That is my intent. I’m trying to illustrate this capability of Julia with something like the following

```
function iterator(g, N)
# construct gᴺ, the Nth iterate of g
function gᴺ(x)
for i ∈ 1:N
x = g(x)
end
return x
end
return gᴺ
end
f(x) = 4*x*(1-x)
fᴺ = iterator(f, 10^6);
```

With julia-0.6.4,`@code_llvm fᴺ(0.3)`

returns the fairly comprehensible

```
define double @"julia_g\E1\B4\BA_62655"(%"#g\E1\B4\BA#1"* nocapture readonly dereferenceable(8), double) #0 !dbg !5 {
top:
%2 = getelementptr inbounds %"#g\E1\B4\BA#1", %"#g\E1\B4\BA#1"* %0, i64 0, i32 1
%3 = load i64, i64* %2, align 8
%4 = icmp slt i64 %3, 1
br i1 %4, label %L14, label %if.preheader
if.preheader: ; preds = %top
br label %if
if: ; preds = %if.preheader, %if
%x.03 = phi double [ %8, %if ], [ %1, %if.preheader ]
%"#temp#.02" = phi i64 [ %5, %if ], [ 1, %if.preheader ]
%5 = add i64 %"#temp#.02", 1
%6 = fmul double %x.03, 4.000000e+00
%7 = fsub double 1.000000e+00, %x.03
%8 = fmul double %6, %7
%9 = icmp eq i64 %"#temp#.02", %3
br i1 %9, label %L14.loopexit, label %if
L14.loopexit: ; preds = %if
br label %L14
L14: ; preds = %L14.loopexit, %top
%x.0.lcssa = phi double [ %1, %top ], [ %8, %L14.loopexit ]
ret double %x.0.lcssa
}
```

showing that Julia has inlined the `f`

function into the `iterator`

and optimized them down to a simple for loop.

However, wiith julia-1.0.0, the output of `@code_llvm`

is so excessively laden with comments that it’s hard for a talk audience to see this optimization has occured:

```
; Function gᴺ
; Location: REPL[22]:5
define double @"julia_g\E1\B4\BA_36152"({ i64 } addrspace(11)* nocapture nonnull readonly dereferenceable(8), double) {
top:
%2 = getelementptr inbounds { i64 }, { i64 } addrspace(11)* %0, i64 0, i32 0
; Function Colon; {
; Location: range.jl:5
; Function Type; {
; Location: range.jl:255
; Function unitrange_last; {
; Location: range.jl:260
; Function >=; {
; Location: operators.jl:333
; Function <=; {
; Location: int.jl:428
%3 = load i64, i64 addrspace(11)* %2, align 8
%4 = icmp sgt i64 %3, 0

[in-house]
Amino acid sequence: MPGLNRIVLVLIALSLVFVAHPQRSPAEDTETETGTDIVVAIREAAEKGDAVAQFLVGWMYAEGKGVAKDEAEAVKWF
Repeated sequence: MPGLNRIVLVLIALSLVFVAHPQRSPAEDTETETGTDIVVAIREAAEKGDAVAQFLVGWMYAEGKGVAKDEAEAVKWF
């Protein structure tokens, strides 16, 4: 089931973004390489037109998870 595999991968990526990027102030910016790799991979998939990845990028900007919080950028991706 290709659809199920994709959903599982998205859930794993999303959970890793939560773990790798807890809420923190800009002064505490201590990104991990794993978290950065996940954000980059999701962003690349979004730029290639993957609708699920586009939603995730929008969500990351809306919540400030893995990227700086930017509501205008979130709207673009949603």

;}}}}}
br i1 %4, label %L9.L13_crit_edge, label %L28
L9.L13_crit_edge: ; preds = %top
br label %L13
L13: ; preds = %L13, %L9.L13_crit_edge
%value_phi2 = phi i64 [ 1, %L9.L13_crit_edge ], [ %9, %L13 ]
%value_phi3 = phi double [ %1, %L9.L13_crit_edge ], [ %7, %L13 ]
; Location: REPL[22]:6
; Function f; {
; Location: REPL[16]:1
; Function -; {
; Location: promotion.jl:315
; Function -; {
; Location: float.jl:397
%5 = fsub double 1.000000e+00, %value_phi3
;}}
; Function *; {
; Location: operators.jl:502
; Function *; {
; Location: promotion.jl:314
; Function *; {
; Location: float.jl:399
%6 = fmul double %value_phi3, 4.000000e+00
;}}
; Function *; {
; Location: float.jl:399
%7 = fmul double %6, %5
;}}}
; Function iterate; {
; Location: range.jl:575
; Function ==; {
; Location: promotion.jl:425
%8 = icmp eq i64 %value_phi2, %3
;}
; Location: range.jl:576
; Function +; {
; Location: int.jl:53
%9 = add nuw i64 %value_phi2, 1
;}}
br i1 %8, label %L28, label %L13
L28: ; preds = %L13, %top
%value_phi6 = phi double [ %1, %top ], [ %7, %L13 ]
; Location: REPL[22]:8
ret double %value_phi6
}
```

This example is slightly artificial. I would like to show the same with an ODE integrator (e.g. rungekutta4) and an a user-defined dx/dt=f(x), but the above suffices to make the point.

Trust me, I’m not equating the length of the `@code_llvm`

output or the LLVM IR with the efficiency of its execution., This is all about pedagogy and clarity.